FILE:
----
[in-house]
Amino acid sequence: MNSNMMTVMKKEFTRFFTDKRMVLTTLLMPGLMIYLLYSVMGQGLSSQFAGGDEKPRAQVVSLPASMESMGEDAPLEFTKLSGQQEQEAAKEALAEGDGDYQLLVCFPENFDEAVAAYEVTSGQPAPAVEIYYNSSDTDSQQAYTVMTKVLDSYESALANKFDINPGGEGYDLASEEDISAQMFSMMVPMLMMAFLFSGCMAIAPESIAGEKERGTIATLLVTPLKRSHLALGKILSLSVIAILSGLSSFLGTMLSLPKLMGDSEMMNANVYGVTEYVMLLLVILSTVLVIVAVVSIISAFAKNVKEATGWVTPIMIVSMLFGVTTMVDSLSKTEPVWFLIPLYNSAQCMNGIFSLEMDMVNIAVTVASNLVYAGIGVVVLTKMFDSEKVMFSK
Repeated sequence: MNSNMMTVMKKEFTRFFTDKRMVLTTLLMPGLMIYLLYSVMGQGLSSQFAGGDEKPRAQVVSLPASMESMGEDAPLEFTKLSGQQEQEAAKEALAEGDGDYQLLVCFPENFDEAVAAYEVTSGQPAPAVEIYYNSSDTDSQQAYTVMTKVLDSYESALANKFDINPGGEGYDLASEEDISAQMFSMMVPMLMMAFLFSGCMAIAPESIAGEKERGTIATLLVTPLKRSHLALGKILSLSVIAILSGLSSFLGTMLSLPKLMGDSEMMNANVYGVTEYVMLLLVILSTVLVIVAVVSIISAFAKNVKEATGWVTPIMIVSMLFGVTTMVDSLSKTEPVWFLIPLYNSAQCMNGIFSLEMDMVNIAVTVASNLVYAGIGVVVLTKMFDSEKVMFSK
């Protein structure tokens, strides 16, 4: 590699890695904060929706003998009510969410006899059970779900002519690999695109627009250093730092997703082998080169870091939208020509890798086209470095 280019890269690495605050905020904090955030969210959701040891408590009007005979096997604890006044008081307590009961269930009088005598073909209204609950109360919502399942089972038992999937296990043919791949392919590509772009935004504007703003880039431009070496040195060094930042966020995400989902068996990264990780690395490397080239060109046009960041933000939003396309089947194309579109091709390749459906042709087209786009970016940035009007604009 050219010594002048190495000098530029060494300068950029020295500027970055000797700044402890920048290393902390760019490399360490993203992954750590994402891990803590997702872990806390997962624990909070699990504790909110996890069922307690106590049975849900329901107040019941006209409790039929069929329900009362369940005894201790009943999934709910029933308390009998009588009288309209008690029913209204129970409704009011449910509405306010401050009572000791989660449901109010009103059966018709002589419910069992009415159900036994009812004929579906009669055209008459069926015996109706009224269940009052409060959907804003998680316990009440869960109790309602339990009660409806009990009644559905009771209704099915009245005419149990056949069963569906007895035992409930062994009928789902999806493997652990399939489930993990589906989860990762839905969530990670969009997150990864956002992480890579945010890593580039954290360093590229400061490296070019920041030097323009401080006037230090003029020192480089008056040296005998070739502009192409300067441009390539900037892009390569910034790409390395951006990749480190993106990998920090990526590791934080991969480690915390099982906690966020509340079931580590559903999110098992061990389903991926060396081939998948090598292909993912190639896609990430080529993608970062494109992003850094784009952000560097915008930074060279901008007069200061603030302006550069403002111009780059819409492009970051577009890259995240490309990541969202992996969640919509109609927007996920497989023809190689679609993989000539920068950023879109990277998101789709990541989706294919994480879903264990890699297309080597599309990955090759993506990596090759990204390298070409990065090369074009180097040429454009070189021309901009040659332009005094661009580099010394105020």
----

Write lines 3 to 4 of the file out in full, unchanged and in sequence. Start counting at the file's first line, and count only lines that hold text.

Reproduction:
Repeated sequence: MNSNMMTVMKKEFTRFFTDKRMVLTTLLMPGLMIYLLYSVMGQGLSSQFAGGDEKPRAQVVSLPASMESMGEDAPLEFTKLSGQQEQEAAKEALAEGDGDYQLLVCFPENFDEAVAAYEVTSGQPAPAVEIYYNSSDTDSQQAYTVMTKVLDSYESALANKFDINPGGEGYDLASEEDISAQMFSMMVPMLMMAFLFSGCMAIAPESIAGEKERGTIATLLVTPLKRSHLALGKILSLSVIAILSGLSSFLGTMLSLPKLMGDSEMMNANVYGVTEYVMLLLVILSTVLVIVAVVSIISAFAKNVKEATGWVTPIMIVSMLFGVTTMVDSLSKTEPVWFLIPLYNSAQCMNGIFSLEMDMVNIAVTVASNLVYAGIGVVVLTKMFDSEKVMFSK
């Protein structure tokens, strides 16, 4: 590699890695904060929706003998009510969410006899059970779900002519690999695109627009250093730092997703082998080169870091939208020509890798086209470095 280019890269690495605050905020904090955030969210959701040891408590009007005979096997604890006044008081307590009961269930009088005598073909209204609950109360919502399942089972038992999937296990043919791949392919590509772009935004504007703003880039431009070496040195060094930042966020995400989902068996990264990780690395490397080239060109046009960041933000939003396309089947194309579109091709390749459906042709087209786009970016940035009007604009 050219010594002048190495000098530029060494300068950029020295500027970055000797700044402890920048290393902390760019490399360490993203992954750590994402891990803590997702872990806390997962624990909070699990504790909110996890069922307690106590049975849900329901107040019941006209409790039929069929329900009362369940005894201790009943999934709910029933308390009998009588009288309209008690029913209204129970409704009011449910509405306010401050009572000791989660449901109010009103059966018709002589419910069992009415159900036994009812004929579906009669055209008459069926015996109706009224269940009052409060959907804003998680316990009440869960109790309602339990009660409806009990009644559905009771209704099915009245005419149990056949069963569906007895035992409930062994009928789902999806493997652990399939489930993990589906989860990762839905969530990670969009997150990864956002992480890579945010890593580039954290360093590229400061490296070019920041030097323009401080006037230090003029020192480089008056040296005998070739502009192409300067441009390539900037892009390569910034790409390395951006990749480190993106990998920090990526590791934080991969480690915390099982906690966020509340079931580590559903999110098992061990389903991926060396081939998948090598292909993912190639896609990430080529993608970062494109992003850094784009952000560097915008930074060279901008007069200061603030302006550069403002111009780059819409492009970051577009890259995240490309990541969202992996969640919509109609927007996920497989023809190689679609993989000539920068950023879109990277998101789709990541989706294919994480879903264990890699297309080597599309990955090759993506990596090759990204390298070409990065090369074009180097040429454009070189021309901009040659332009005094661009580099010394105020």